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Rare Earth Minerals Discovery in India May Boost Demand

The price of both rare earth minerals and lithium is likely to fluctuate over time

by Aishwarya Saxena

Witnessing the recent developments with rare earth minerals found in India, Oliver Chapman, CEO of supply chain specialists OCI has commented on the falling price of lithium.

Rare Earth Minerals“Supply chains adjust, they always do, and many onlookers make the mistake of looking at current issues without factoring in how supply chains are likely to react,” asserts Chapman.

“Take rare earth minerals. These minerals are essential for key technologies, including electronics, clean energy, defence, and automotive industries. Their name, however, is a misnomer; these minerals are not especially rare but have simply been too cheap to warrant much investment in their development.

“Last year, a narrative became increasingly popular that there were insufficient rare earth minerals to meet rising global demand. Similarly, an assumption arose that China held a monopoly on those particular minerals, meaning that the supply chain was too reliant on one region.

“But recent news of rare earth mineral finds in India, in Jammu, Kashmir, and the Ananthapur district illustrates that the supply of rare earth minerals will grow with demand and that more regions will emerge as sources of supply.

“With lithium, it is a similar story. The price of lithium surged last year. The metal is vital in electric vehicles, and demand for it is expected to increase substantially. Many commentators predicted that the lithium price would carry on rising for the foreseeable future, pushing up the cost of lithium-ion batteries and, therefore, electric vehicles.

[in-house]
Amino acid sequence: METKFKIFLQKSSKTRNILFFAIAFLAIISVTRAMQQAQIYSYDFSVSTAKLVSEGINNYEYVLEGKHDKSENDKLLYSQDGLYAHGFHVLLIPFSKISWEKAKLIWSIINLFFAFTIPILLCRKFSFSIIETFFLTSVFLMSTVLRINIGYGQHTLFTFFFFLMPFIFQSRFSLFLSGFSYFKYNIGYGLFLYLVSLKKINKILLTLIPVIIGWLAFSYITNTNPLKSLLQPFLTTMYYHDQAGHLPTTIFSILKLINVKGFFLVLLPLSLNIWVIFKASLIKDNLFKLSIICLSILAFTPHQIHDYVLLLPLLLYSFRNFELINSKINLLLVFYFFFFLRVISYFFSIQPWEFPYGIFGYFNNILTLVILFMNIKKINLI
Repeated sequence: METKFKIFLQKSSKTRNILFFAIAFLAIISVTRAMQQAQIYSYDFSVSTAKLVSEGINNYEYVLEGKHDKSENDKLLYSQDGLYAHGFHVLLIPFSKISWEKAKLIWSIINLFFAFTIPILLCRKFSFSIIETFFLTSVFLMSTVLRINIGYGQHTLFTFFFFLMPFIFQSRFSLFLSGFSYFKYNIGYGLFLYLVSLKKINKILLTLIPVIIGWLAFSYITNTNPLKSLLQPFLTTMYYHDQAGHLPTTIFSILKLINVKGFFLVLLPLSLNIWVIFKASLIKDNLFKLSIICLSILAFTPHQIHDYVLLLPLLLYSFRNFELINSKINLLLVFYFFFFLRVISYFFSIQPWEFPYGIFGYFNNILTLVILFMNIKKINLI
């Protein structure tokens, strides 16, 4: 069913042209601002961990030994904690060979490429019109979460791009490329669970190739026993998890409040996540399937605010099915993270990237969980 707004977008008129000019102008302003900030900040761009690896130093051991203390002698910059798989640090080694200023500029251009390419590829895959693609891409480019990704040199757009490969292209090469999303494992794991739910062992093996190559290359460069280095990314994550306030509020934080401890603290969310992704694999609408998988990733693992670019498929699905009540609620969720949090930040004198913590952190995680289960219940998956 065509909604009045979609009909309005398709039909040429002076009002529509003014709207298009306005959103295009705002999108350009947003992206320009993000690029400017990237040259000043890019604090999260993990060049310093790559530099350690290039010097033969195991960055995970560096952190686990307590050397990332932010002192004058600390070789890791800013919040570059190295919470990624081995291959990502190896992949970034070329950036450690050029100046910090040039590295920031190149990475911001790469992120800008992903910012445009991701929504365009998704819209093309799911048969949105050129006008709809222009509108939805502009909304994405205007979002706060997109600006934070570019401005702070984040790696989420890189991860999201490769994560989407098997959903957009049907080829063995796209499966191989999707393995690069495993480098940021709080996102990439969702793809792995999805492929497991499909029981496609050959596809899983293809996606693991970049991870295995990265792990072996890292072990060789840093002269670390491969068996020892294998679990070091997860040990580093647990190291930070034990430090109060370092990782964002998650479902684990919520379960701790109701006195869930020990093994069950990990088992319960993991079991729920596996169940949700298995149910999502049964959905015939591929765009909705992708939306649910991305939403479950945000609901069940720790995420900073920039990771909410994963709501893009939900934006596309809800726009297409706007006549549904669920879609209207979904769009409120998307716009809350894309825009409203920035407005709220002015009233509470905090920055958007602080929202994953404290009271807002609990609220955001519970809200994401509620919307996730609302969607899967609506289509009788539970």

“But both supply and demand react to rising prices – they always do. Higher lithium costs encourage producers of lithium-ion batteries to strive for greater efficiency, whilst lithium miners look at ways to increase production. As a consequence of both demand and supply reactions, the price of lithium has fallen sharply and is currently less than half that seen just two months ago. The price is almost a third of the price experienced last November.

“Recent developments in Cornwall, England, where lithium mining is emerging as a potential source of income for the region, illustrates how lithium supply is likely to increase dramatically over time. And whilst some respond to that saying it can take several years, perhaps as long as a decade, from the discovery of lithium in a region to full mining activity, it is worth noting that lithium was first found in Cornwall in 2020, but lithium extraction from the region is projected to hit 10,000 tonnes a year by 2026.  Yes there are lengthy time lags between discovery and peak output, but as the Cornish example illustrates, new lithium mining is already under development.

“There is a wider point to be made regarding the relationship between the cost of lithium and lithium-ion batteries. Over the last three decades, the price of lithium-ion batteries measured in kilowatt hours has fallen by 97 per cent, with public and private research and development, plus economies of scale, the main driver of falling costs. So, even if lithium costs had not fallen in recent months and remained at the all-time seen last year, the cost of lithium-ion batteries per kilowatt hour was still likely to fall over time.

“The price of both rare earth minerals and lithium is likely to fluctuate over time, with upswings and downswings – as is the case with all commodities. But technology costs tend to fall over time (following a learning rate), meaning that the long-term trajectory of lithium and rare earth minerals applications is lower cost per unit of efficiency, whether that efficiency is measured in, say, kilowatt hours or computing power of electronic devices.”

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